Lincoln Memorial
Lincoln Memorial

Visit to DC recalls heritage of freedom

“Jefferson got it started,” he said. “Lincoln moved it along and Martin Luther King got it almost across the goal line.” He was talking about liberty, of course.

We spent a few days last week in Washington, DC—appropriate in advance of one of my favorite holidays.

Visiting all the monuments, the museums, and the attractions in our capitol in three days challenges even the most fit, which I am not. So we took advantage of a “hop on and hop off” bus tour that hits the highlights—and lets the rider choose where to alight and how long to stay. Another bus comes along within 30 (maybe 40 or 45) minutes to carry you to the next place of interest.

The Smithsonian museums, especially the Air and Space and Natural History venues, occupied us—Pat, my daughter Stacey and grandsons Aaron, Hunter and Walker—for several hours. But I found three monuments –Jefferson, Lincoln, and Martin Luther King—and one exhibit—The Holocaust Museum—to be the most inspiring. A ranger at the Lincoln Memorial put it in perspective for me. He explained to Aaron, Hunter and me that the three monuments form a line—Jefferson to Lincoln to King.

 “Jefferson got it started,” he said. “Lincoln moved it along and Martin Luther King got it almost across the goal line.” He was talking about liberty, of course. I felt a deep sense of appreciation for what each of those three men did to advance the cause of freedom. I am awed by their courage, their intellect, and their persistence.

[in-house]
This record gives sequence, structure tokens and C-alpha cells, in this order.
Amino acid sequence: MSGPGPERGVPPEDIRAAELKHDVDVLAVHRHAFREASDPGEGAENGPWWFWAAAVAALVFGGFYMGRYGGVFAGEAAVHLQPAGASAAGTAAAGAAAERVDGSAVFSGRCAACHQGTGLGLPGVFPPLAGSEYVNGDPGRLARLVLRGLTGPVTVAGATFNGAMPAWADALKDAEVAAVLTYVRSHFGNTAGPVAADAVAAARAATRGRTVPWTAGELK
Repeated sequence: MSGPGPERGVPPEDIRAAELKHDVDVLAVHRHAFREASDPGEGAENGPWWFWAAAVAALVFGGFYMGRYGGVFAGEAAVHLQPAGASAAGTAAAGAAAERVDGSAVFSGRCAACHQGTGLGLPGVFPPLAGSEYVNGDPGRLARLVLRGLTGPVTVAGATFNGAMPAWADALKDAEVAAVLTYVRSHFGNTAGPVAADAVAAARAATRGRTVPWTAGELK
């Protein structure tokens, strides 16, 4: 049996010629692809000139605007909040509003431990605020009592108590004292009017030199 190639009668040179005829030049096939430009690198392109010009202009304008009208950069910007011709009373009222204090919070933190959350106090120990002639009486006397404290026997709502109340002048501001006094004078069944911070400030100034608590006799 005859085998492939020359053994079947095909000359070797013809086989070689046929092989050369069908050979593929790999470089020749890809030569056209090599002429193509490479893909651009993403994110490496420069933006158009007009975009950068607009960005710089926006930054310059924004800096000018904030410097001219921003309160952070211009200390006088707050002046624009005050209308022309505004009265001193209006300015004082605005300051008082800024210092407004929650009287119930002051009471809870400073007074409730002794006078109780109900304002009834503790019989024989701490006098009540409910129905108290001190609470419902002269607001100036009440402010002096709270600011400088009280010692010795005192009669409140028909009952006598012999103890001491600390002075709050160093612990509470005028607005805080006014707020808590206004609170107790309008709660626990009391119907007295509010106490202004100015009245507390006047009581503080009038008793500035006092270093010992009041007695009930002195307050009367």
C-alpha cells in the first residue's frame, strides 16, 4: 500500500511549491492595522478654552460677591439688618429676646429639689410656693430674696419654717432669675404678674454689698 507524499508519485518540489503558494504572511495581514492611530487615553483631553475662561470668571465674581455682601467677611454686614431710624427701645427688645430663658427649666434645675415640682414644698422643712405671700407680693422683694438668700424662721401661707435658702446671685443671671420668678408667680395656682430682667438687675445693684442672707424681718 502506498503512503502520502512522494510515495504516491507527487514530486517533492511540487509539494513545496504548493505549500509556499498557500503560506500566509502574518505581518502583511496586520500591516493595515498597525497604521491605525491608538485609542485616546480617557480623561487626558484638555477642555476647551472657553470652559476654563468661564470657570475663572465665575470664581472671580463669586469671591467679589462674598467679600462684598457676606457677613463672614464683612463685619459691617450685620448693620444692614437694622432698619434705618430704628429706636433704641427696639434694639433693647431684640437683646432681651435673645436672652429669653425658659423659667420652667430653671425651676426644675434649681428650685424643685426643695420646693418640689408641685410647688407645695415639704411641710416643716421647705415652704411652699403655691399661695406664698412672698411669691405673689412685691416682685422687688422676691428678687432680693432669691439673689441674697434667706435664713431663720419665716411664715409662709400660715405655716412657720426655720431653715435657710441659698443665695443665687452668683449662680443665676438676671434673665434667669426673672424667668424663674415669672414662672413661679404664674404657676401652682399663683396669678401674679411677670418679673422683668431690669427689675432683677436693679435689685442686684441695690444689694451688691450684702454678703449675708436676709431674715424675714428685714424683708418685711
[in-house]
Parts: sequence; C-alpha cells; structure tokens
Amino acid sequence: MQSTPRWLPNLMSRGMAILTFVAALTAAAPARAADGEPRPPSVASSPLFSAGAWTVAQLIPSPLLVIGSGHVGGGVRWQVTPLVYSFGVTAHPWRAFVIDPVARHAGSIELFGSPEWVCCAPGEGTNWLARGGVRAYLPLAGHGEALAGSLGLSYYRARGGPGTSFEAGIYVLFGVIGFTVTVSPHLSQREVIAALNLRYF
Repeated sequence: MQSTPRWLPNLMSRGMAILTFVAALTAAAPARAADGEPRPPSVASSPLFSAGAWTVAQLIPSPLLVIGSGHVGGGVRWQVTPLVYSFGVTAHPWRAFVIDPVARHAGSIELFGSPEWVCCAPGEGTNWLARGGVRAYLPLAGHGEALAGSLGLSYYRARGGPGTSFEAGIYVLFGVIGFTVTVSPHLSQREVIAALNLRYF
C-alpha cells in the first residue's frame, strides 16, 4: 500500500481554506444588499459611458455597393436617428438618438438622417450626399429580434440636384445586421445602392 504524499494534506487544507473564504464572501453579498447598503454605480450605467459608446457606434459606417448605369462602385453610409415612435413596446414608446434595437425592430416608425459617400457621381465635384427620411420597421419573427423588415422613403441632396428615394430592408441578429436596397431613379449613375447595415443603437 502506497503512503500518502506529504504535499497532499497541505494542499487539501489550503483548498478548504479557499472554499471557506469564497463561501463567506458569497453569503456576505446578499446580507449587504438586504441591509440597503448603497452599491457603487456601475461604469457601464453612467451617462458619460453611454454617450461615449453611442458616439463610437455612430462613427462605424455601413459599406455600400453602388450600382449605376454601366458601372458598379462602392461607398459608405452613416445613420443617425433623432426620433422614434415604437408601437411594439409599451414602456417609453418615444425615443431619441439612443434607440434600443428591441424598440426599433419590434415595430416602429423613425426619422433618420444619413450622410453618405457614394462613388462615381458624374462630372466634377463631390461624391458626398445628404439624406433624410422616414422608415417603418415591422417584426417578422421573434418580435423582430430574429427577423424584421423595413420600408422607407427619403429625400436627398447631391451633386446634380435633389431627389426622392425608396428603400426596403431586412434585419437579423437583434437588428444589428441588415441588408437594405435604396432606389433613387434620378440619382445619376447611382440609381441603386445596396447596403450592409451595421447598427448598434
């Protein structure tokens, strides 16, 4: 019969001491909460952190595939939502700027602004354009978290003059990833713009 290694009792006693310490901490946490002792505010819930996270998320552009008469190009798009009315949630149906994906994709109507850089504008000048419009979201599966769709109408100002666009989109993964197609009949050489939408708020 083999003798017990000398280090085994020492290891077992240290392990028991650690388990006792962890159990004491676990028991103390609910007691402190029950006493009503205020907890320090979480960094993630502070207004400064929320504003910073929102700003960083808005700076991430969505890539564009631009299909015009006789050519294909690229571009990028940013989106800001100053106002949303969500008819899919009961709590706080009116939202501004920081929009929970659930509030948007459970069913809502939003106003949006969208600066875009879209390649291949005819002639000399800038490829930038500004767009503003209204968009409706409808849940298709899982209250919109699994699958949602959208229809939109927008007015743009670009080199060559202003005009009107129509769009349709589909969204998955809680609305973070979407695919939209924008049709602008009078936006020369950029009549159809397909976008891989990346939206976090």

I was reminded of how dear liberty is to all of us by the World War II and the Viet Nam War memorials. Freedom does not come cheap and cannot be presumed. Both the Lincoln and the MLK monuments remind us how costly it can be to gain and keep freedom.

Don’t walk by the quotations engraved on the walls of these museums. These thoughts show how our government was born, maintained and preserved.

The Holocaust Museum reminds us just how precious our freedom is, how tenuous it can be, and how important it is that we recognize and challenge any action that would limit the liberty of any citizen. The Holocaust Museum can be a gut-wrenching experience. It tears at you, challenges you to consider what should be beyond comprehension, and reminds you that the evil that precipitated that carnage still exists.

Even a quick trip to Washington is enough to remind us of our heritage. Riding by the White House, the Capitol Building, the National Archives and other monuments and government buildings should inspire us to recognize how fortunate we are to live in the United States of America. We crowded into the National Archives just before the building closed for the day for a few seconds’ glance at the original U.S. Constitution, the Declaration of Independence and the Bill of Rights—the foundation of our democracy. The signatures have faded a bit over the past 200 and more years. The message remains unblemished. Liberty is to be cherished.

It’s also important to note that the words “We the People,” stand out, large and bold, at the top of The Constitution, a reminder that it is our duty to protect and defend the freedoms we hold dear. It also should prod us to continue to seek the “More Perfect Union,” that was the objective of those brave men who signed that first Declaration and created The Constitution and  The Bill of Rights, as well as all those who have fought and died to preserve it.

Our history shows progress, but also that we have more to do. We the people are free to strive to come nearer to that perfect union.

TAGS: Legislative
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